Take the 2-minute tour ×
Database Administrators Stack Exchange is a question and answer site for database professionals who wish to improve their database skills and learn from others in the community. It's 100% free, no registration required.

Need some tips on what I can do to track down this problem. My client has a modest sized SQL Server 2008 R2 database (approx 6 gigs in size).

Last week I modified the database to add new a single new field to about 6 (of the hundred) tables, and made corresponding changes to the views and stored procedures that used those tables - all in in, very minor changes.

Problem is, for one stored procedure, that I did not modify, the performance has become truly horrid. What used to run in 8 seconds, now takes at least 10 minutes and since this report is run throughout the day, it tends to kill everyone else's performance when someone runs it.

I have used Red Gate's SQL Compare to try and figure out what has changed, besides the new fields I added, but can't quite find anything that would account for the difference - so the question is, how do I go about debugging this? I have a 6 month old copy of the database on the same machine that I can still run this SP in 8 seconds; the SP is the same, the indices seem all to be the same, I have updated statistics, recompiled the views and recompiled all the stored procedures, and still can't seem to get the performance back.

SO the question for you more experienced DBA's, how do I go about solving this? I've looked at the execution plans, but quite frankly the SP is so complex, with so many steps that its difficult to read - and I don't know exactly what I am looking for.

Suggestions?

EDIT: and just to clarify, I didn't upgrade the hardware OR the version of SQL Server, just some underlying table changes; and the 6 month old copy of the database, that still runs really fast, is only about 10 percent smaller than the current version, so while there has been growth, nothing that should account for a 60X slowdown in performance.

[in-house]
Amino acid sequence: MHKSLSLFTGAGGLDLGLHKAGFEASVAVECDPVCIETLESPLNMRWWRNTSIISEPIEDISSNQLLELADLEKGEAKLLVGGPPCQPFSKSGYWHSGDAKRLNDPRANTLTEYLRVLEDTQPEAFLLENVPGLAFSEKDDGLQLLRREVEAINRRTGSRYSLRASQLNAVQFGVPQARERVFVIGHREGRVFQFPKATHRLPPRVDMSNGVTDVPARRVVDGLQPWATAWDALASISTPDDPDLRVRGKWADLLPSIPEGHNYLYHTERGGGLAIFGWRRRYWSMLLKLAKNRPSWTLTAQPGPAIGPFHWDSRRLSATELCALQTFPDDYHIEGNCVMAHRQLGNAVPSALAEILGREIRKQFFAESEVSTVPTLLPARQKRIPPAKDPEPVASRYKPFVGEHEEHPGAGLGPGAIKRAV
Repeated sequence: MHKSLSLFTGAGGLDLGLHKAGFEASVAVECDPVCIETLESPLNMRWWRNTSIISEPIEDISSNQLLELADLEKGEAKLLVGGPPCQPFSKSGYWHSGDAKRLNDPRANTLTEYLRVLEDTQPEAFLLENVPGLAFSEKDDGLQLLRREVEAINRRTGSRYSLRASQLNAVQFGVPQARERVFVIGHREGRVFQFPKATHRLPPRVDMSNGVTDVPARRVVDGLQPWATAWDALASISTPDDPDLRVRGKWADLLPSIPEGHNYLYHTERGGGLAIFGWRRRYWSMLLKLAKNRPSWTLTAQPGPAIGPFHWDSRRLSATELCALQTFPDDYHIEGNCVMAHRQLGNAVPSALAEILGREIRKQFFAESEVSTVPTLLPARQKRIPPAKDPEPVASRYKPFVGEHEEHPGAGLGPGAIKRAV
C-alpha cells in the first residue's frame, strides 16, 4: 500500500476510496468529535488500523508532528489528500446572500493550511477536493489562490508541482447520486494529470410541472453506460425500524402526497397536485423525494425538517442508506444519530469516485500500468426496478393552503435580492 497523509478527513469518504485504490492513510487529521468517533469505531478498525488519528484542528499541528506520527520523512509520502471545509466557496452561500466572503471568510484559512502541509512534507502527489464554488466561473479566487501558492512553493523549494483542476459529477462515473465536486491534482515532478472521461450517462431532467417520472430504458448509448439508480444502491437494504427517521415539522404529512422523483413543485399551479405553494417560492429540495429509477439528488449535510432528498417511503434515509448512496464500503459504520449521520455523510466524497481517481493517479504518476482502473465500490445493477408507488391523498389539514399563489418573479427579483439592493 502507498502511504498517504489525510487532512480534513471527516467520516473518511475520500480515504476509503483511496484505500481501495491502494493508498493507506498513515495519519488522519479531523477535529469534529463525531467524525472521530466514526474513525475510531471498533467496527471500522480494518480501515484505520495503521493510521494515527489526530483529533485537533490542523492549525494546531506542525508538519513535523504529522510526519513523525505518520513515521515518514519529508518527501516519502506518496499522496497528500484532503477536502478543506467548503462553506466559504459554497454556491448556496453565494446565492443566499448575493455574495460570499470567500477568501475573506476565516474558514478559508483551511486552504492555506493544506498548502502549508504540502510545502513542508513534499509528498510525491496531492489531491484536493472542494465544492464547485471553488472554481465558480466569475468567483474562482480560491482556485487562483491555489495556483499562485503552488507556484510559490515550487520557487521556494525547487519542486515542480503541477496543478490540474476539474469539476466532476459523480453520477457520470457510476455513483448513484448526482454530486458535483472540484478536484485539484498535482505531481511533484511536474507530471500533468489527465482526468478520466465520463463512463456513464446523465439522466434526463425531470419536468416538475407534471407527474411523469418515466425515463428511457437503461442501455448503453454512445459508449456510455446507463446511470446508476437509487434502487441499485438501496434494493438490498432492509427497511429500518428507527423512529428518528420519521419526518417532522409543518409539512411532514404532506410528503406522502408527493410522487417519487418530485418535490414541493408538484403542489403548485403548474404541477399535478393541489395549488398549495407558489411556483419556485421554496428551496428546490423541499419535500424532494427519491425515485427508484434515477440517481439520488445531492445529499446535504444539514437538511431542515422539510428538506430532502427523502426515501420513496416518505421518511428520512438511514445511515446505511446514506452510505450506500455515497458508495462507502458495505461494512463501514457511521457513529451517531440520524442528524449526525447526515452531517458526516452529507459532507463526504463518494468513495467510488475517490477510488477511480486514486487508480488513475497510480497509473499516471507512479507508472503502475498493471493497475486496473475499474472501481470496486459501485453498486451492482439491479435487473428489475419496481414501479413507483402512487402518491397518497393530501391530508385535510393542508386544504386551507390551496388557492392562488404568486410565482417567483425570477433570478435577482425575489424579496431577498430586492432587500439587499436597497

Link to slow plan: https://www.dropbox.com/s/arg2s5psav3slj3/SlowPlan.sqlplan

Link to fast plan: https://www.dropbox.com/s/2frmzqqajtpy9q2/GoodPlan.sqlplan

share|improve this question
    
Can you post the actual (not estimated) execution plan somewhere? (As well as the plan you get from the old copy, so we can compare?) And I mean the actual .sqlplan file, not a screen shot. Plan complexity is not that important, it's still going to point to a culprit. –  Aaron Bertrand Jul 16 '12 at 12:37
    
See my edits above - thank you. –  Nick Jul 16 '12 at 12:59

2 Answers 2

So the major differences I see on first glance is that the table scan on ARMiscIncome feeds a merge join in the slow version, which requires a sort:

enter image description here

But in the fast version it feeds a hash join (so no sort is required):

enter image description here

This sort is the highest overall cost in the slow plan, so I might suggest either finagling a hash join there (this could be simply due to different row counts in the two systems, even if statistics are out of date), or adding an index, such as this one which satisfies the output:

CREATE INDEX SortHelper ON dbo.ARMiscIncome(GuestID)
  INCLUDE (Amount, ChargeCode, DateEntered, Description, TranDate);

(Or changing the clustered index on that table.)

Usual caveats apply, e.g. adding/changing an index may help this specific query, but may not help others, and/or may cause undue stress on DML operations. But certainly worth thoroughly testing IMHO.

As an aside, I was able to find the most expensive operator by comparing the plans in SQL Sentry Plan Explorer. This is a free tool my company puts out to make exactly this type of investigation a lot more painless than it is in Management Studio.

share|improve this answer
    
finagle verb - to improve the performance of a SQL query by tweaking an incorrectly chosen JOIN operator. Eg: "My query suddenly ran slow, so I finagled the merge join into a hash join" –  ligos Jul 16 '12 at 23:00
1  
I agree with the Hash hint Aaron. This query is so complicated that it could be risky to start messing with adding indexes. In general, looking at the estimated verses actual numbers on both plans, it seems that there could be some missing stats... Stats are very cheap and can really help the optimizer generate better plans. –  brian Jul 17 '12 at 1:05

In your slow plan you've got plenty of heap RID lookups which miss in the fast plan. It seems like as if your clustered indexes went away or you are now missing some covering indexes you had before, especially on ARCharge and ARPayAdj.

share|improve this answer

Your Answer

 
discard

By posting your answer, you agree to the privacy policy and terms of service.

Not the answer you're looking for? Browse other questions tagged or ask your own question.